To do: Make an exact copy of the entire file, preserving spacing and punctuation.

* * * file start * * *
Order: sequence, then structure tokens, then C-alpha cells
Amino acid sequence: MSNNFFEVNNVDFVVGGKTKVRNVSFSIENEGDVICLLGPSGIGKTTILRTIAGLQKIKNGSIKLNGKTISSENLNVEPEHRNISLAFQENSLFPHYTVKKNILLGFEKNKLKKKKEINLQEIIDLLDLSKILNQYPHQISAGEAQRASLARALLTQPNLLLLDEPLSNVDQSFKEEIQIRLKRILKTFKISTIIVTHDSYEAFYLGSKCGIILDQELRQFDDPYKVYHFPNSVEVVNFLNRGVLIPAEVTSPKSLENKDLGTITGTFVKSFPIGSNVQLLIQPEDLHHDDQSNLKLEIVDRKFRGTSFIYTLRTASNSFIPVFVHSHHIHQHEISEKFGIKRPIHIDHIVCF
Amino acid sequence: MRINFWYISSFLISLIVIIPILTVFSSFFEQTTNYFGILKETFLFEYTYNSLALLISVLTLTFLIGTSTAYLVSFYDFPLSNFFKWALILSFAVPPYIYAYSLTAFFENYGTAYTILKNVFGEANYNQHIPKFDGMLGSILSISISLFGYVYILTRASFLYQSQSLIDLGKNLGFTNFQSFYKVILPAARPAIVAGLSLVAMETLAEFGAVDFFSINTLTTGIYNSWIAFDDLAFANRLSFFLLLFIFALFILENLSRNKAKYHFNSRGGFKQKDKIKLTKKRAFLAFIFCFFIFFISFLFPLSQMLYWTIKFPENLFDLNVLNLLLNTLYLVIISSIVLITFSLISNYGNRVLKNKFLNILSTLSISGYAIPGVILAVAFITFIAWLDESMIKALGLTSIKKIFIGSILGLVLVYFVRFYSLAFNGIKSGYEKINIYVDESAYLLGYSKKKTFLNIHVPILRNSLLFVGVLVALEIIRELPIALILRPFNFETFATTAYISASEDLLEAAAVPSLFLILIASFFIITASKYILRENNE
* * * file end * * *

Order: sequence, then structure tokens, then C-alpha cells
Amino acid sequence: MSNNFFEVNNVDFVVGGKTKVRNVSFSIENEGDVICLLGPSGIGKTTILRTIAGLQKIKNGSIKLNGKTISSENLNVEPEHRNISLAFQENSLFPHYTVKKNILLGFEKNKLKKKKEINLQEIIDLLDLSKILNQYPHQISAGEAQRASLARALLTQPNLLLLDEPLSNVDQSFKEEIQIRLKRILKTFKISTIIVTHDSYEAFYLGSKCGIILDQELRQFDDPYKVYHFPNSVEVVNFLNRGVLIPAEVTSPKSLENKDLGTITGTFVKSFPIGSNVQLLIQPEDLHHDDQSNLKLEIVDRKFRGTSFIYTLRTASNSFIPVFVHSHHIHQHEISEKFGIKRPIHIDHIVCF
Amino acid sequence: MRINFWYISSFLISLIVIIPILTVFSSFFEQTTNYFGILKETFLFEYTYNSLALLISVLTLTFLIGTSTAYLVSFYDFPLSNFFKWALILSFAVPPYIYAYSLTAFFENYGTAYTILKNVFGEANYNQHIPKFDGMLGSILSISISLFGYVYILTRASFLYQSQSLIDLGKNLGFTNFQSFYKVILPAARPAIVAGLSLVAMETLAEFGAVDFFSINTLTTGIYNSWIAFDDLAFANRLSFFLLLFIFALFILENLSRNKAKYHFNSRGGFKQKDKIKLTKKRAFLAFIFCFFIFFISFLFPLSQMLYWTIKFPENLFDLNVLNLLLNTLYLVIISSIVLITFSLISNYGNRVLKNKFLNILSTLSISGYAIPGVILAVAFITFIAWLDESMIKALGLTSIKKIFIGSILGLVLVYFVRFYSLAFNGIKSGYEKINIYVDESAYLLGYSKKKTFLNIHVPILRNSLLFVGVLVALEIIRELPIALILRPFNFETFATTAYISASEDLLEAAAVPSLFLILIASFFIITASKYILRENNE